You cannot make a finally formulated statement before you have completed your reseach paper. It will naturally change while you develop your ideas. Stay away from generic and too fuzzy statements and arguments. Use a particular subject. The paper should present something new to the audience to make it interesting and educative to read. Avoid citing other authors in this section.
Present your own ideas in your own words instead of simply copying from other writers. If you have time and opportunity, show it to your instructor to revise. Otherwise, you may estimate it yourself. A well-prepared thesis means well-shaped ideas. It increases credibility of the paper and makes good impression about its author. More helpful hints about Writing a Research Paper. An informal outline working outline is a tool helping an author put down and organize their ideas.
It is subject to revision, addition and canceling, without paying much attention to form. In a formal outline, numbers and letters are used to arrange topics and subtopics. The letters and numbers of the same kind should be placed directly under one another. The topics denoted by their headings and subheadings should be grouped in a logical order. All points of a research paper outline must relate to the same major topic that you first mentioned in your capital Roman numeral.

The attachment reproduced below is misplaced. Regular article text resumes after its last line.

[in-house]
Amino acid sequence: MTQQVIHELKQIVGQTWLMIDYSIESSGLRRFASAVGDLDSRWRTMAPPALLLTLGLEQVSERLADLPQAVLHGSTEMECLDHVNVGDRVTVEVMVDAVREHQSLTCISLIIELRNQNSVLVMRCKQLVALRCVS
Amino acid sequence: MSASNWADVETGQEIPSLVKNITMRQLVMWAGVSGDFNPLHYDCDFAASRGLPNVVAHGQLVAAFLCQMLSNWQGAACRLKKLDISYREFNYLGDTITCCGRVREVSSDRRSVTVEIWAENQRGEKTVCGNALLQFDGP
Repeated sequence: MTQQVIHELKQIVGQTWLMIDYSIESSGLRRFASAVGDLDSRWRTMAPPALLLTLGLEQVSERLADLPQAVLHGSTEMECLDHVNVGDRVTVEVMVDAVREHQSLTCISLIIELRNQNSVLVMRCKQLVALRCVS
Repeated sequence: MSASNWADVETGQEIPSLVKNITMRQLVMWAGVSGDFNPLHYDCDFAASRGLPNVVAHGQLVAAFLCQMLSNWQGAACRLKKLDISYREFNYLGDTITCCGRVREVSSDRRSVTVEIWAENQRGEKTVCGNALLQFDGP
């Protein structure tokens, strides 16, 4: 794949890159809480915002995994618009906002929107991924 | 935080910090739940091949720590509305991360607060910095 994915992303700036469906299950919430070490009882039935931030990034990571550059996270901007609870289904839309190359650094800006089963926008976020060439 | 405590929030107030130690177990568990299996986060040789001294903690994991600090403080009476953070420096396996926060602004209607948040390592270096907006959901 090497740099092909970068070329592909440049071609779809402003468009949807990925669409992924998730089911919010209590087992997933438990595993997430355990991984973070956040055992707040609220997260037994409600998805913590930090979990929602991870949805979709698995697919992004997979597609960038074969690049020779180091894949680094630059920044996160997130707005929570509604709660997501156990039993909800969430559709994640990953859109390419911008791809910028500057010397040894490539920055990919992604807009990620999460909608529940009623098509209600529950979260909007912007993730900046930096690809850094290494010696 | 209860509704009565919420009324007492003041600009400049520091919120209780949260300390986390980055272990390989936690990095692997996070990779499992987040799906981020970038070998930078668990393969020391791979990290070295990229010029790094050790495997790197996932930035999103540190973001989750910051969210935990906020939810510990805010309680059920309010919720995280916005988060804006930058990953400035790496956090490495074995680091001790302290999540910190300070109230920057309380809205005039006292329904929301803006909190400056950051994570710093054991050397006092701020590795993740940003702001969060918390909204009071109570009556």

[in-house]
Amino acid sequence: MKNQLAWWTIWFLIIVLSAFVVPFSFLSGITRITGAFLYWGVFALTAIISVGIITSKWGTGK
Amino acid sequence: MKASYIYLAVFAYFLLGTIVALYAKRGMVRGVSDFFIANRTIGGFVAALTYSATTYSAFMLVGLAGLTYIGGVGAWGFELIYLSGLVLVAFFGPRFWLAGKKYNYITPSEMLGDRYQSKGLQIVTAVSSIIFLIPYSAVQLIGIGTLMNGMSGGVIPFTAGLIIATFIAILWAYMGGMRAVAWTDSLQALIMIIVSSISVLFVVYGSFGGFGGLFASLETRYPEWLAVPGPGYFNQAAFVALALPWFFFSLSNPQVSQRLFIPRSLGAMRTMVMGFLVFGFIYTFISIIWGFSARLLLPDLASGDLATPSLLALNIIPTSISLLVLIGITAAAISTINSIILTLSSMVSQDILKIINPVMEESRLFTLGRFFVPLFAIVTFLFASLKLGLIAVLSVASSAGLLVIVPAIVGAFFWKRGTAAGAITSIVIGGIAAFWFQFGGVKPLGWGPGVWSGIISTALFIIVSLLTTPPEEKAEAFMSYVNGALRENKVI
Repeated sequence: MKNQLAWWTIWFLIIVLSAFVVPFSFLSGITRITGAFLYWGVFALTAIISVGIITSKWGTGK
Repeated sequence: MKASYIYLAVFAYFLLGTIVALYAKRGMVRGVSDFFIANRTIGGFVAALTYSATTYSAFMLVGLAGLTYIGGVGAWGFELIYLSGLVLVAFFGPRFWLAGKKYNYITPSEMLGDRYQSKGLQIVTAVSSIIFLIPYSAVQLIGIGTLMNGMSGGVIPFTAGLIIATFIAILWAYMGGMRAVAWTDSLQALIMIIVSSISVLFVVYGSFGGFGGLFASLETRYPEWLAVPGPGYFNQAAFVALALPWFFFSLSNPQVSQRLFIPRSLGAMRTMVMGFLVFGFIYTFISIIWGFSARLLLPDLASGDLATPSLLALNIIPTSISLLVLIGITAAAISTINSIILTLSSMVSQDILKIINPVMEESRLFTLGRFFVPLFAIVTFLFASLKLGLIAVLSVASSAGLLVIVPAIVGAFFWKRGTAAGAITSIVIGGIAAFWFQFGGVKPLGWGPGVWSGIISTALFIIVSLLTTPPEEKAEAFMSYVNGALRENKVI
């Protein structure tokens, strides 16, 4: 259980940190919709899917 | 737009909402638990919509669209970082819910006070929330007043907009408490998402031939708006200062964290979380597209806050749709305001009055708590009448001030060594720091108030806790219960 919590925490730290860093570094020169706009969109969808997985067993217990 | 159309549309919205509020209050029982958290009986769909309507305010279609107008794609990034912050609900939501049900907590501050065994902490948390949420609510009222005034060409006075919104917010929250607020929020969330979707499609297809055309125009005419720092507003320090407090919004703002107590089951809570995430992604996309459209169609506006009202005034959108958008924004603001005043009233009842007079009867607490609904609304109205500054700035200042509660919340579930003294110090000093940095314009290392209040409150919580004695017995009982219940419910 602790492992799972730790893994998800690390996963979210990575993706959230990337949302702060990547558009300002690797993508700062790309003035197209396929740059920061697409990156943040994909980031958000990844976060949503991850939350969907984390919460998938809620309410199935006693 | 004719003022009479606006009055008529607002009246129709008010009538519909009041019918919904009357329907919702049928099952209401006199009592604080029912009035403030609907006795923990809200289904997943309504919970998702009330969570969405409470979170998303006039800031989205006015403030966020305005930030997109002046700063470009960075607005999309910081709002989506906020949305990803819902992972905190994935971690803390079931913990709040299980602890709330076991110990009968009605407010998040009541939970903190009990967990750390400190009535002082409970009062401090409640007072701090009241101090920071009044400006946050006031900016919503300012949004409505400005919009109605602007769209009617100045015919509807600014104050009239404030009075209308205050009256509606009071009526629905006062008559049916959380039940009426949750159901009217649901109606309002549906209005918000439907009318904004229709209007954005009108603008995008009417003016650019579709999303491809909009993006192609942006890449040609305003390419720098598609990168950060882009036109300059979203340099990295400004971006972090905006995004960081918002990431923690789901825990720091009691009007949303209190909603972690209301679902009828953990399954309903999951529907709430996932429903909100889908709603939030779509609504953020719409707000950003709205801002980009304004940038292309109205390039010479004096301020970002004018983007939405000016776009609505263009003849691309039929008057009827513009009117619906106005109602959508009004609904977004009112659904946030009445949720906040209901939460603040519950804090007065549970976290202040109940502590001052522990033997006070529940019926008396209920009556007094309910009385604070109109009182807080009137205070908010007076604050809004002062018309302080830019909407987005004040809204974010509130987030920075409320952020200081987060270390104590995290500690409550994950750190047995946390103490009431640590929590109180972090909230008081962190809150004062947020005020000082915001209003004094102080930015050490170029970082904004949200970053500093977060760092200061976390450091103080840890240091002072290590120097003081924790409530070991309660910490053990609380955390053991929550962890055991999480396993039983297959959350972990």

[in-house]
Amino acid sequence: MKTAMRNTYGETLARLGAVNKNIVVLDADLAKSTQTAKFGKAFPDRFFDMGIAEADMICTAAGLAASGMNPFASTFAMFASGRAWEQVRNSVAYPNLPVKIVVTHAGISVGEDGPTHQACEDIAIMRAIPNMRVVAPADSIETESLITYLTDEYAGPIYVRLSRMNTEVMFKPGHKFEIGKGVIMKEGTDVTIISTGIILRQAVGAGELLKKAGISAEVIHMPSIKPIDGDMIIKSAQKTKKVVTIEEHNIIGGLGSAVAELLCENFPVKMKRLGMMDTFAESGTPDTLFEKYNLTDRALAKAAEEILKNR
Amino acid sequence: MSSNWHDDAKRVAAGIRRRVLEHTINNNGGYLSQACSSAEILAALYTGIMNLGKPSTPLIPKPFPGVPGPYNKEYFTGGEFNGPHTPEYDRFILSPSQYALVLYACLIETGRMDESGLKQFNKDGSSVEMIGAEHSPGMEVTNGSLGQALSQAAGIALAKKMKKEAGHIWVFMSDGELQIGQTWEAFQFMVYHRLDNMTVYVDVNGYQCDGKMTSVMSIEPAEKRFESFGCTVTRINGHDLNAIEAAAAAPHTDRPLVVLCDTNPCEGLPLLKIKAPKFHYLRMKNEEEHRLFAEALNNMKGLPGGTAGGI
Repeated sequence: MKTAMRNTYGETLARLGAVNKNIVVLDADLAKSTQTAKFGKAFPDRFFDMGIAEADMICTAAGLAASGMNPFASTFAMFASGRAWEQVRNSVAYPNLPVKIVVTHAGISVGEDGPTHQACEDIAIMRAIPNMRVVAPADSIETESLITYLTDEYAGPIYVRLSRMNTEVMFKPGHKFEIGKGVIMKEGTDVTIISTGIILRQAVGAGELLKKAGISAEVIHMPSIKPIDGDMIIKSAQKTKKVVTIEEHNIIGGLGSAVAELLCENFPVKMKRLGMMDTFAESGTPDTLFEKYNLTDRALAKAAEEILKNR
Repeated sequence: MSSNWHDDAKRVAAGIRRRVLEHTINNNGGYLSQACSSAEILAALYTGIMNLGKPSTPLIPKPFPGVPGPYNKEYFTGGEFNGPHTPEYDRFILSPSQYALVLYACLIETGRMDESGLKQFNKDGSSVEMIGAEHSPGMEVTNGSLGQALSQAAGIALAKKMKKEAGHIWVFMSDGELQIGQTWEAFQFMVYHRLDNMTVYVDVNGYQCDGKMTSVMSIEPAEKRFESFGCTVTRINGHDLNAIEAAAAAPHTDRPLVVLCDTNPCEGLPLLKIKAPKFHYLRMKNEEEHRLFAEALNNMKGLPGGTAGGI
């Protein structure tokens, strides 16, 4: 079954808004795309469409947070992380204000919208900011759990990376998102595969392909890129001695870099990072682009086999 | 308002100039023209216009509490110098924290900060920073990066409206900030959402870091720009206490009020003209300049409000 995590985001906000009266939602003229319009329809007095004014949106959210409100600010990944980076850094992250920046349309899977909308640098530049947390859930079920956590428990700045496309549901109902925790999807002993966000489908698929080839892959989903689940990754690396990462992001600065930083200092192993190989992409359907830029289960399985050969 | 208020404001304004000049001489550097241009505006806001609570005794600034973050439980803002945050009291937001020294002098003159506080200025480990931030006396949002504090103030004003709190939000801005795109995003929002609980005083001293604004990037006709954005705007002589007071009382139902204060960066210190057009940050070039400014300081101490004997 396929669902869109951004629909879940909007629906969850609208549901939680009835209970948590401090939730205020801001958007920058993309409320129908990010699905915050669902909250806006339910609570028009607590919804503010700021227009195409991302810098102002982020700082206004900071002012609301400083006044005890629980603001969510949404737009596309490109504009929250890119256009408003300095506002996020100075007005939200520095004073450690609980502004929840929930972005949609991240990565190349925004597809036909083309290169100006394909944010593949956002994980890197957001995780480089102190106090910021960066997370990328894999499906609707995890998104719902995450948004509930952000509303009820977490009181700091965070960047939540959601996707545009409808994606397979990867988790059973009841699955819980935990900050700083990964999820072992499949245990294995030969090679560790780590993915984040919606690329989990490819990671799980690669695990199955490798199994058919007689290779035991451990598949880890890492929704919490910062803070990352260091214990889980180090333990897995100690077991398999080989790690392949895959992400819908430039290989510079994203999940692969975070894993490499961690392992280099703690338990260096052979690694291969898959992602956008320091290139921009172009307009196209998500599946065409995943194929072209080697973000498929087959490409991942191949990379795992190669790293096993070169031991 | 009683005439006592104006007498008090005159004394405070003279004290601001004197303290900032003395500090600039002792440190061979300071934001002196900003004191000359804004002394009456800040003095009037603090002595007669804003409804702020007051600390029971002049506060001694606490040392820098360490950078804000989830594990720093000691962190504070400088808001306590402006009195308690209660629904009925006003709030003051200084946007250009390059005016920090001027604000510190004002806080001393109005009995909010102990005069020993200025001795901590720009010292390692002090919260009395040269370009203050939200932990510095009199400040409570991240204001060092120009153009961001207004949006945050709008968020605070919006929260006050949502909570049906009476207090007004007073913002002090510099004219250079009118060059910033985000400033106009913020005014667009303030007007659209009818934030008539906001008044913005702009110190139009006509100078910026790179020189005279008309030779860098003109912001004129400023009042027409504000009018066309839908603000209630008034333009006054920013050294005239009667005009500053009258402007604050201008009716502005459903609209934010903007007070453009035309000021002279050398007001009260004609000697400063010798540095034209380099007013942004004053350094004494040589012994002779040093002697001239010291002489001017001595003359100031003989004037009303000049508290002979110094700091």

The purpose of an outline is to help you think through your topic carefully and organize it logically before you start writing. A good outline is the most important step in writing a good paper. Check your outline to make sure that the points covered flow logically from one to the other.
Make the first outline tentative. What is the chief reason you are writing the paper? State also how you plan to approach your topic. Is this a factual report, a book review, a comparison, or an analysis of a problem? Explain briefly the major points you plan to cover in your paper and why readers should be interested in your topic. BODY — This is where you present your arguments to support your thesis statement. Remember the Rule of 3, i. Begin with a strong argument, then use a stronger one, and end with the strongest argument for your final point.